• What an Idiot:
    • One Mob member missed a question that essentially asked what a "#2 Dixon Ticonderoga" is, guessing a lunchbox instead of the right answer of a pencil. When asked to explain her guess, she figured that since "#2" is slang for a bowel movement, that "lunchbox" was slang for a really big bowel movement.
    • One contestant, when asked if the US flag has more red stripes, white stripes, or the same number of each, polled the mob and asked how many said they had the same number. After seeing the low response, she said that she knew the flag had an odd number of stripes... essentially wasting the help.
    • One question asked how many six-packs would get you 99 bottles of beer, with the choices being greater than, less than or exactly fifteen. The contestant used a help, claiming to not know much about beer. The question also knocked out a ton of mob members who, when interviewed, said they weren't beer drinkers either. That's great, but the question was a math problem!
    • One for the One: The very first One on the American version to lose to the Mob got handed a question that he used both of the Helps that were allowed at the time on it. At this point in the game, about half of the Mob was still around, including Ken Jennings. The first help, "Poll The Mob", had only 4 players picking the answer he asked about, and Jennings wasn't one of them.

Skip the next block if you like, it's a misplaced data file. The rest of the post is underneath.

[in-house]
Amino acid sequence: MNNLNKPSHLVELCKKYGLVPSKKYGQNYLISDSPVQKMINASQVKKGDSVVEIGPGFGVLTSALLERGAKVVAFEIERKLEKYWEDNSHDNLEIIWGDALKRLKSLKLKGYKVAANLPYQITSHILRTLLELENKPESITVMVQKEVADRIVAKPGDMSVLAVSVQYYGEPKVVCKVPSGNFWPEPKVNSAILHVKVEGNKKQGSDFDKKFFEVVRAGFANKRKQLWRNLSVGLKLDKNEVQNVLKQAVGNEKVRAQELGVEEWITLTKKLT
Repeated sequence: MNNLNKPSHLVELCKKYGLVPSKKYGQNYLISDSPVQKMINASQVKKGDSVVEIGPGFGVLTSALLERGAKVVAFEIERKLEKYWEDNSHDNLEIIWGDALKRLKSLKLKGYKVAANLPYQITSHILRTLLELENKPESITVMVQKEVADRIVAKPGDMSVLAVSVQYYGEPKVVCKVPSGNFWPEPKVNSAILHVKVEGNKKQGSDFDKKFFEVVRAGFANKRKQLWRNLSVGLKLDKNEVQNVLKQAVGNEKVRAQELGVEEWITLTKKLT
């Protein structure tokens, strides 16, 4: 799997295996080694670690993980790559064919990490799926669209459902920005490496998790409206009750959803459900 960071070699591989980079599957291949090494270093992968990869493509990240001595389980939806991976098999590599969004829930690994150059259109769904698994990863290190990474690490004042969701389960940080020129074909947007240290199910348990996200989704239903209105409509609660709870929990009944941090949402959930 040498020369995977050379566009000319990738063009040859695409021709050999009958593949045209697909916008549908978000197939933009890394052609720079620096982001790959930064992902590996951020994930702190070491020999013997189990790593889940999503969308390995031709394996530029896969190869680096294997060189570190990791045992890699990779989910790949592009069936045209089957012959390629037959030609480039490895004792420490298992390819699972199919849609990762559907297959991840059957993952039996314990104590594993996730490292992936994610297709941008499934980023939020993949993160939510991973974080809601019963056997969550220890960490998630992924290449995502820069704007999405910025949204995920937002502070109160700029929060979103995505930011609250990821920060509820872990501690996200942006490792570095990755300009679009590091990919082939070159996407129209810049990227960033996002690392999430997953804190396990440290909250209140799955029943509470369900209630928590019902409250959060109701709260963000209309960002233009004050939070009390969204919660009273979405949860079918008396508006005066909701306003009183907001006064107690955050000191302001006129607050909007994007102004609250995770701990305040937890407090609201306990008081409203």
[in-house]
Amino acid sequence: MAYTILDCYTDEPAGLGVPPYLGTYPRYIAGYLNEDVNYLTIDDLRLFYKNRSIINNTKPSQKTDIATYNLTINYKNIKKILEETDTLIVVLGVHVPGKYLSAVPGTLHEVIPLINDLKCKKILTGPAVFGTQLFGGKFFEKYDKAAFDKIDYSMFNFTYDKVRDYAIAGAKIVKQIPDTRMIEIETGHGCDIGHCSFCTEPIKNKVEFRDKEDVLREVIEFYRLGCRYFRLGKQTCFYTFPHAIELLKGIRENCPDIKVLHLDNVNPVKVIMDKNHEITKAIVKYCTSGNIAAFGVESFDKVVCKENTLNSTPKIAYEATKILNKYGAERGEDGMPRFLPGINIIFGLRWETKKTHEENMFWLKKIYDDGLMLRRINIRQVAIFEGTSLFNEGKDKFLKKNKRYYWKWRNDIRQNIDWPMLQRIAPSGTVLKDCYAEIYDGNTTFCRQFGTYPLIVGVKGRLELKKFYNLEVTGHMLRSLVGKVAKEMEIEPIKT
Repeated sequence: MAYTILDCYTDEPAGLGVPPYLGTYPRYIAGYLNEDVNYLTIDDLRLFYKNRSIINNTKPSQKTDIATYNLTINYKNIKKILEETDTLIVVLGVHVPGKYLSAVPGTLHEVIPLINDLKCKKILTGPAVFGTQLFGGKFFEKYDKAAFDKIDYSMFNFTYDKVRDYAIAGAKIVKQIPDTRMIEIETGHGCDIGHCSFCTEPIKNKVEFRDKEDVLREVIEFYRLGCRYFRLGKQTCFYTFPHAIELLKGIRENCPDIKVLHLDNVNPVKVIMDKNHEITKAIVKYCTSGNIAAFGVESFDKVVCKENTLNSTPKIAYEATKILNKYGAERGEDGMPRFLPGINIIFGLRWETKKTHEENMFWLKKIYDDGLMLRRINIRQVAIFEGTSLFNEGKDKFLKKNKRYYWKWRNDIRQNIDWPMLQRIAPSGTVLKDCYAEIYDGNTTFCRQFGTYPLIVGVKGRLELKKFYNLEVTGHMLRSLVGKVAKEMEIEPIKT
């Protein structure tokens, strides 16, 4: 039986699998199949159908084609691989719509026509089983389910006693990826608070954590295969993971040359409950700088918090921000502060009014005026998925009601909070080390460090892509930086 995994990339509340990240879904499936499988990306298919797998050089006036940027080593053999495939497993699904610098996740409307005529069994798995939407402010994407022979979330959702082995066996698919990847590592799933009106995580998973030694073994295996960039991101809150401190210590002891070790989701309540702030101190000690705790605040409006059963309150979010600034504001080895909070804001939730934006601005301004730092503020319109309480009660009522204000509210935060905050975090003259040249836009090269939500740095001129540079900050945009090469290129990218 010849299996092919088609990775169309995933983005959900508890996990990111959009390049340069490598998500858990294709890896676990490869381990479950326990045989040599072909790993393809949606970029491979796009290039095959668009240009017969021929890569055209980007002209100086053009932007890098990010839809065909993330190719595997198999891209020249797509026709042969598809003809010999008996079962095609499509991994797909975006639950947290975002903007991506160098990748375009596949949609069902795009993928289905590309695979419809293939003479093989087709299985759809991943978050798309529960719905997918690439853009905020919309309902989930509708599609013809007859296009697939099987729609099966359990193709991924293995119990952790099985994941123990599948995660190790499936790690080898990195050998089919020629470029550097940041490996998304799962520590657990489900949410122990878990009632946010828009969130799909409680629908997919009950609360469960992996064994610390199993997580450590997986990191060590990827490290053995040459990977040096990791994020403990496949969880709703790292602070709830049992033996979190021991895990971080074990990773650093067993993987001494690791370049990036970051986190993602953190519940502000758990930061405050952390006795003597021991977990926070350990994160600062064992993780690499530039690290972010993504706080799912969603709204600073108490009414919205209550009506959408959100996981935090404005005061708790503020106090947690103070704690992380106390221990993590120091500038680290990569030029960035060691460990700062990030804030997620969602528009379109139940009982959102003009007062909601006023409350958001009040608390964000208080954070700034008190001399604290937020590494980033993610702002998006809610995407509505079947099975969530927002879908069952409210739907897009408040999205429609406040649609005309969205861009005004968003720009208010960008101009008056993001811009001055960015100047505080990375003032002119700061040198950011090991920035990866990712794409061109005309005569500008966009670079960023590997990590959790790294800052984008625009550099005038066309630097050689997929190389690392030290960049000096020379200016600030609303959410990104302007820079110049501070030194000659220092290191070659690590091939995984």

You'd Expect For him to realize that at this relatively early stage, Four Is Death, and the answer they chose is clearly wrong.
      Instead He uses his other Help, still thinking that answer. This can be somewhat justified, but...
      This Results In The second Help, "Ask The Mob", picks two members, one who had the correct answer, and, as it turns out, one of the 4 players who gave the answer he polled about earlier. They have to be honest with which answer they chose, but can be deceptive about why. This knocks out the other incorrect answer, by the way.